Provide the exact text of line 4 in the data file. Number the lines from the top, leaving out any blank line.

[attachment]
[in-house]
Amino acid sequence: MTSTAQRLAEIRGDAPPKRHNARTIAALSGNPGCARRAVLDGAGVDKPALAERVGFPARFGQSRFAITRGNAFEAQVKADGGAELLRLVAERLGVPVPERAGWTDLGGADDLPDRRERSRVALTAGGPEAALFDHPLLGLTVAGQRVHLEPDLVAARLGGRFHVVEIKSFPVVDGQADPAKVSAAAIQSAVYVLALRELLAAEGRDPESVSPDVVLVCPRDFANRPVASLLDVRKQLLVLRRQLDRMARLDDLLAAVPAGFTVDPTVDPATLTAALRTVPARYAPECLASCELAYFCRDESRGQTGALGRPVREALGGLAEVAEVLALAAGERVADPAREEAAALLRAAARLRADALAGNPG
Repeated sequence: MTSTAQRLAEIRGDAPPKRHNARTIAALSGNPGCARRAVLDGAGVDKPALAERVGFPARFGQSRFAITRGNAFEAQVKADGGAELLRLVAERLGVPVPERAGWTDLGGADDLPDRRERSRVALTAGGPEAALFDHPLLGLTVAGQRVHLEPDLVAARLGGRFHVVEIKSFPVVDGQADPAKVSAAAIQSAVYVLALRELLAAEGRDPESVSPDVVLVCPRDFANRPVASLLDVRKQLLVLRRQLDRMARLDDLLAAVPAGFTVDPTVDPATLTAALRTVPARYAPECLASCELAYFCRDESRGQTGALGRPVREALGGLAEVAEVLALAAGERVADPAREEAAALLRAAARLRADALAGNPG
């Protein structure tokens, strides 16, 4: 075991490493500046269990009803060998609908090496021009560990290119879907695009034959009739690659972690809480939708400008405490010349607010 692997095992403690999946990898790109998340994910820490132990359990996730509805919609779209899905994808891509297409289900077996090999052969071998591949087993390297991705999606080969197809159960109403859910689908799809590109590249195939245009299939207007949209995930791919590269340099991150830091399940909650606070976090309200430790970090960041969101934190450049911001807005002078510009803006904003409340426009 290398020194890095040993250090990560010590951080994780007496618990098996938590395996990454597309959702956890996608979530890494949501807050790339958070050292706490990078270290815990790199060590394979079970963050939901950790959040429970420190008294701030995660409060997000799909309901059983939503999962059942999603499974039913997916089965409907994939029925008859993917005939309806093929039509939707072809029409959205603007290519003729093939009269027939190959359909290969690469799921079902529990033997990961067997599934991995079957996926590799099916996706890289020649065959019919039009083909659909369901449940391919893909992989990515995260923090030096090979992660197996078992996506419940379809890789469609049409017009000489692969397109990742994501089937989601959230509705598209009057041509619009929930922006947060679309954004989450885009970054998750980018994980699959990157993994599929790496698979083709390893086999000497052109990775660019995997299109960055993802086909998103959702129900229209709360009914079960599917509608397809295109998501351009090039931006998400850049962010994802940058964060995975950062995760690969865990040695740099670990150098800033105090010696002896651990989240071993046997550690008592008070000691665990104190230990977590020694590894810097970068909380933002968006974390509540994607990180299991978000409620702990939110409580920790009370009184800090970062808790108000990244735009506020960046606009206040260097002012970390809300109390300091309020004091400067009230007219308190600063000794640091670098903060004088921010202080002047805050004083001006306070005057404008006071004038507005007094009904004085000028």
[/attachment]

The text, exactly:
């Protein structure tokens, strides 16, 4: 075991490493500046269990009803060998609908090496021009560990290119879907695009034959009739690659972690809480939708400008405490010349607010 692997095992403690999946990898790109998340994910820490132990359990996730509805919609779209899905994808891509297409289900077996090999052969071998591949087993390297991705999606080969197809159960109403859910689908799809590109590249195939245009299939207007949209995930791919590269340099991150830091399940909650606070976090309200430790970090960041969101934190450049911001807005002078510009803006904003409340426009 290398020194890095040993250090990560010590951080994780007496618990098996938590395996990454597309959702956890996608979530890494949501807050790339958070050292706490990078270290815990790199060590394979079970963050939901950790959040429970420190008294701030995660409060997000799909309901059983939503999962059942999603499974039913997916089965409907994939029925008859993917005939309806093929039509939707072809029409959205603007290519003729093939009269027939190959359909290969690469799921079902529990033997990961067997599934991995079957996926590799099916996706890289020649065959019919039009083909659909369901449940391919893909992989990515995260923090030096090979992660197996078992996506419940379809890789469609049409017009000489692969397109990742994501089937989601959230509705598209009057041509619009929930922006947060679309954004989450885009970054998750980018994980699959990157993994599929790496698979083709390893086999000497052109990775660019995997299109960055993802086909998103959702129900229209709360009914079960599917509608397809295109998501351009090039931006998400850049962010994802940058964060995975950062995760690969865990040695740099670990150098800033105090010696002896651990989240071993046997550690008592008070000691665990104190230990977590020694590894810097970068909380933002968006974390509540994607990180299991978000409620702990939110409580920790009370009184800090970062808790108000990244735009506020960046606009206040260097002012970390809300109390300091309020004091400067009230007219308190600063000794640091670098903060004088921010202080002047805050004083001006306070005057404008006071004038507005007094009904004085000028």